Ecommerce has fundamentally changed every single major retailing market with one exception: automotive.
Not much has changed in the retail automotive space for nearly 121 years since the first car dealership opened near Cleveland in 1898. But ecommerce is set to change automotive retailing in a big way, just as it’s changed the way consumers shop for everything else.
That process is already underway, and beginning to dramatically alter how manufacturers, dealers, digital car sellers and others sell new and used cars to customers, according to data and analysis in the newly released 2019 Automotive Ecommerce Report from Digital Commerce 360.
Automotive ecommerce is already a sizable market that will generate estimated online sales of $14.6 billion in 2018, according to the report. But that still represents only about 1% of U.S. vehicle sales, which totaled about $1.1 trillion last year, according to the U.S. Department of Commerce.
Growth trends, however, make clear why automotive executives must pay close attention to developments in ecommerce. Just looking at used car sales, for example, the 2019 Automotive Ecommerce Report shows that the compound annual growth of digital sales was 7.61% from 2015-19 versus 1.73% for total sales. And this trend to buying vehicles on websites is just getting started. As soon as 2035, consumers may purchase as many as 1.3 million vehicles annually online, says research firm Frost & Sullivan.
As ecommerce grows, there will be big changes in how vehicles are bought and sold.
Today, there are 41 major car makers selling cars, trucks and sport utility vehicles in the U.S. and they sell mainly through about 17,000 dealerships, according to the National Dealers Automotive Association. Most automotive manufacturers and dealers use their websites as a marketing and sales generation channel to drive car shoppers to the showroom floor where the buyer completes the purchase.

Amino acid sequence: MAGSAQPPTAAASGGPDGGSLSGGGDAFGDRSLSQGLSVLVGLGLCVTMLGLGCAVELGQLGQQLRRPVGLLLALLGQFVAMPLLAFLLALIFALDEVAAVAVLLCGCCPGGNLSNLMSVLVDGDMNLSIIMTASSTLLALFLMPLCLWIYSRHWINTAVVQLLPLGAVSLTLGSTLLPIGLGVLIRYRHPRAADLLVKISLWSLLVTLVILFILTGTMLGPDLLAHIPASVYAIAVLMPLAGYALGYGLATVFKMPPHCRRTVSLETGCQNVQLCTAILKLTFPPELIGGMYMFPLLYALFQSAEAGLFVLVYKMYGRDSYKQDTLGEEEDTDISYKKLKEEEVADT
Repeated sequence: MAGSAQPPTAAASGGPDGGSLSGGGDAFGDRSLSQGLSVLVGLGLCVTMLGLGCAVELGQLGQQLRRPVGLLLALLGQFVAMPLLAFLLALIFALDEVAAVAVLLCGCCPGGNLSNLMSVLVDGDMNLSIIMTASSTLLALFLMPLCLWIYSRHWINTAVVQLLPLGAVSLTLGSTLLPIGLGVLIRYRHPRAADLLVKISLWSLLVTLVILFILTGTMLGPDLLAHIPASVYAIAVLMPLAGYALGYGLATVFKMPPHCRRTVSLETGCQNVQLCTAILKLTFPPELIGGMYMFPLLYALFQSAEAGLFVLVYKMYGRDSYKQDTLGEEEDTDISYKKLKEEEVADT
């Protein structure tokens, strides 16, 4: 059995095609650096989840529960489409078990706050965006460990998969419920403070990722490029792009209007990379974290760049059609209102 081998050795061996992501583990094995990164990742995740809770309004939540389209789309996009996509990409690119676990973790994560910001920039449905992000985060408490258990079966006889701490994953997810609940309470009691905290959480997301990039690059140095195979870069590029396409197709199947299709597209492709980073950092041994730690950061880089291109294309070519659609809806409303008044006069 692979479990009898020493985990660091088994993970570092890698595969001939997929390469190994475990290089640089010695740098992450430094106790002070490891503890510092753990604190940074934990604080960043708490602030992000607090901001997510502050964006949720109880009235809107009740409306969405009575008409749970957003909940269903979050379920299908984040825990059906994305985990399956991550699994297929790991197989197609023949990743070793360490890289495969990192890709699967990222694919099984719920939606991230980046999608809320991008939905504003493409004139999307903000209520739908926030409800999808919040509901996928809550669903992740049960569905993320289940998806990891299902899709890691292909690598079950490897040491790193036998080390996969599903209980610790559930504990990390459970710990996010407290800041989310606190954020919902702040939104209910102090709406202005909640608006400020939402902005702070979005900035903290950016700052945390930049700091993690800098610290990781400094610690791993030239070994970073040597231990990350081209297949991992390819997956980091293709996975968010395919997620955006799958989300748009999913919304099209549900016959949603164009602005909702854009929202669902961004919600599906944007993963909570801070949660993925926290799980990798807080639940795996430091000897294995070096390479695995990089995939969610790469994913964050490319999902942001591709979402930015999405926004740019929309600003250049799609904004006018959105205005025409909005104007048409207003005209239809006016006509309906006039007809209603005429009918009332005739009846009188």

But these days, consumers want more ecommerce options. In fact 49% of consumers already are willing to purchase a new vehicle entirely online, according to the Digital Commerce 360 Online Vehicle Shopper 2019 Survey of 1,089 consumers.
Some automotive manufacturers are responding to this consumer interest. Companies such as Tesla Inc., Rivian Automotive Llc, Porsche North America and Lynk & Co. now sell vehicles directly online to the public.
Dealers, too, are investing in ecommerce. The Findlay Automotive Group in Las Vegas, for example, has rolled out a complete digital car buying programs for customers that don’t want to come down to the car lot to make a purchase.
There also are a growing number of digital sellers such as Carvana Inc., Vroom, Shift Technologies Inc., eBay Motors catering to online vehicle buyers, and putting pressure on manufacturers and dealers that are slow to adapt.
Carvana, an online vehicle seller since 2013, sold just over 94,000 used vehicles online in 2018, the company says. It picked up the pace significantly in the first nine months of 2019, closing deals on 128,179 vehicles.
Within the next several years, Carvana expects to be selling at least 200,000 cars annually online. “Online automotive retailing is still a small percentage of total used car sales, which means there is incredible potential for growth,” says Carvana co-founder and chief brand officer Ryan Keeton.
This is just a small sample of the detailed data and analysis in the 2019 Automotive Ecommerce Report, which includes the following exclusive research:
The 2019 Automotive Ecommerce Report is available as a downloadable PDF for $299. It’s also included in our Gold and Platinum Memberships, which provide access to all Digital Commerce 360 research reports and certain online retailer databases.